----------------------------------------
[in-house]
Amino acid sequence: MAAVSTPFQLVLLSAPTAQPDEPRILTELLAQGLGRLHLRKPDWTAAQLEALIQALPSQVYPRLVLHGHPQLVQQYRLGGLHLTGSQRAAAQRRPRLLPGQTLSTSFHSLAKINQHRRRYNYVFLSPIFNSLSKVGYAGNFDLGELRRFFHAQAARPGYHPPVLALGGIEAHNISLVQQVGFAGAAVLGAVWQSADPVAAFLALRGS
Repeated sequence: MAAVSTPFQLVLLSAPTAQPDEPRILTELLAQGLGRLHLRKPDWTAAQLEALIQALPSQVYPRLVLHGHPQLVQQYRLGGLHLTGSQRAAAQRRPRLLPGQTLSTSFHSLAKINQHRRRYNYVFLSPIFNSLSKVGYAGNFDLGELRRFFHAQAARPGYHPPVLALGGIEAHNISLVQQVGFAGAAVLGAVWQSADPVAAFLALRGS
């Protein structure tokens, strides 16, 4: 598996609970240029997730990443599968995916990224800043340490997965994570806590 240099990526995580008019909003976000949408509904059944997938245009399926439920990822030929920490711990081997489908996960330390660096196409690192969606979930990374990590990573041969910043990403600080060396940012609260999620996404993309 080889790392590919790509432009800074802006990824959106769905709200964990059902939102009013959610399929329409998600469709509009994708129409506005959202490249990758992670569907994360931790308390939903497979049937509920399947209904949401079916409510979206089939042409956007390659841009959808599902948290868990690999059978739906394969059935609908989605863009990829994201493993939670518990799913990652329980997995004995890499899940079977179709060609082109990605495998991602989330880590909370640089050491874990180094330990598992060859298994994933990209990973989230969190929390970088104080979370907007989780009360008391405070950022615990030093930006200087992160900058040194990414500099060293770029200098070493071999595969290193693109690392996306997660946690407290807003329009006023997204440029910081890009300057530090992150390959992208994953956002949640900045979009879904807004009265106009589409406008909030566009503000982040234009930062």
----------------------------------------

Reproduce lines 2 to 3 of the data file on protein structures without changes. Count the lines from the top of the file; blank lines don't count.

Amino acid sequence: MAAVSTPFQLVLLSAPTAQPDEPRILTELLAQGLGRLHLRKPDWTAAQLEALIQALPSQVYPRLVLHGHPQLVQQYRLGGLHLTGSQRAAAQRRPRLLPGQTLSTSFHSLAKINQHRRRYNYVFLSPIFNSLSKVGYAGNFDLGELRRFFHAQAARPGYHPPVLALGGIEAHNISLVQQVGFAGAAVLGAVWQSADPVAAFLALRGS
Repeated sequence: MAAVSTPFQLVLLSAPTAQPDEPRILTELLAQGLGRLHLRKPDWTAAQLEALIQALPSQVYPRLVLHGHPQLVQQYRLGGLHLTGSQRAAAQRRPRLLPGQTLSTSFHSLAKINQHRRRYNYVFLSPIFNSLSKVGYAGNFDLGELRRFFHAQAARPGYHPPVLALGGIEAHNISLVQQVGFAGAAVLGAVWQSADPVAAFLALRGS